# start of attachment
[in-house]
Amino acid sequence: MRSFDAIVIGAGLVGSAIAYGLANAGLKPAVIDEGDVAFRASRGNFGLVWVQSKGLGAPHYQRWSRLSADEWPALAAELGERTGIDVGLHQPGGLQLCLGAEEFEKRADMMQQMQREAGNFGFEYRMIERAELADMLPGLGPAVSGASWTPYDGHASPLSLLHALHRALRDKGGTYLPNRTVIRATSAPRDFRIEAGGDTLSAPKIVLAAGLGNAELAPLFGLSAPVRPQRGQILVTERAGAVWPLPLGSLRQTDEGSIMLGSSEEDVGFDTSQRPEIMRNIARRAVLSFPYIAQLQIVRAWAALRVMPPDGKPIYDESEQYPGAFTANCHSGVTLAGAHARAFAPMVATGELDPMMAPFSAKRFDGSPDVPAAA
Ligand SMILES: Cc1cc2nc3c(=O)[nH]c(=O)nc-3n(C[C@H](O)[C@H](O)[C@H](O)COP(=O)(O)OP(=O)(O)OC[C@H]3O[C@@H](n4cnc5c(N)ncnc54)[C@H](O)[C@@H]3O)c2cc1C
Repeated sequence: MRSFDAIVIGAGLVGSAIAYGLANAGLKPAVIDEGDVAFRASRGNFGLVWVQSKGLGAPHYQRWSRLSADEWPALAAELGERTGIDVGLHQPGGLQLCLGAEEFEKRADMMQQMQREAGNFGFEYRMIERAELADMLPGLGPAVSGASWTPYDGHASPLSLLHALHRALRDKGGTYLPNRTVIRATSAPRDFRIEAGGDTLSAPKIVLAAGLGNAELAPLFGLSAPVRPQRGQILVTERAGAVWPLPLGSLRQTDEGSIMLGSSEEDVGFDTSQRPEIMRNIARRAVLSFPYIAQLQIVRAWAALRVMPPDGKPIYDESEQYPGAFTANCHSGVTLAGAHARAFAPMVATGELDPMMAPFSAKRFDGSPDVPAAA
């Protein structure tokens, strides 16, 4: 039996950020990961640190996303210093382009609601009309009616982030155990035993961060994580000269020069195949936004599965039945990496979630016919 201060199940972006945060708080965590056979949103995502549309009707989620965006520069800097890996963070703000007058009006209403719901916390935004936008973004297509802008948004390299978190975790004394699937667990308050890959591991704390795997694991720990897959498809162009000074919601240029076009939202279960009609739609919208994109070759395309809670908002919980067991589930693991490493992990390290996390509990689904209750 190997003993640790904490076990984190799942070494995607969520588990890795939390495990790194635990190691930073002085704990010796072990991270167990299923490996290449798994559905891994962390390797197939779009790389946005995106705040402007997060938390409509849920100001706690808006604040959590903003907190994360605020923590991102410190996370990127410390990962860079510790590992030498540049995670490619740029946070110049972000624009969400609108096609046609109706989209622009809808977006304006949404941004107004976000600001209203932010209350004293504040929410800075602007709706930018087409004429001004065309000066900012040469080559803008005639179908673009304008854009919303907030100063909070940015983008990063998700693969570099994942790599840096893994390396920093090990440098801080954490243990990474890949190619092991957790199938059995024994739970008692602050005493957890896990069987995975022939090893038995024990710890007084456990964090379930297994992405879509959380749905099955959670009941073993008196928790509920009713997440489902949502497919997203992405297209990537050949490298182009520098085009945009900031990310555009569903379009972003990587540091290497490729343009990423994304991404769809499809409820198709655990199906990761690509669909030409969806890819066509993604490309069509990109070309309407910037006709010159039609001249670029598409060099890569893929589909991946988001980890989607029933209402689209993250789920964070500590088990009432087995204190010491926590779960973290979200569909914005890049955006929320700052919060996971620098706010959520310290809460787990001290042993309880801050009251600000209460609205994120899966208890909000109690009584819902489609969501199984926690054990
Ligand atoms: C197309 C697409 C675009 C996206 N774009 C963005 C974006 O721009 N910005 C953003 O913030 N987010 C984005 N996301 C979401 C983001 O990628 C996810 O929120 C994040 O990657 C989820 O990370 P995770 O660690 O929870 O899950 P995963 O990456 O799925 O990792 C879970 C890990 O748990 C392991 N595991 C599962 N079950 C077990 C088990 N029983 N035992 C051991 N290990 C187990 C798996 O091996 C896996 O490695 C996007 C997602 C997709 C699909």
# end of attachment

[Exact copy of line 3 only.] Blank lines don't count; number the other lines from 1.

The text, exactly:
Ligand SMILES: Cc1cc2nc3c(=O)[nH]c(=O)nc-3n(C[C@H](O)[C@H](O)[C@H](O)COP(=O)(O)OP(=O)(O)OC[C@H]3O[C@@H](n4cnc5c(N)ncnc54)[C@H](O)[C@@H]3O)c2cc1C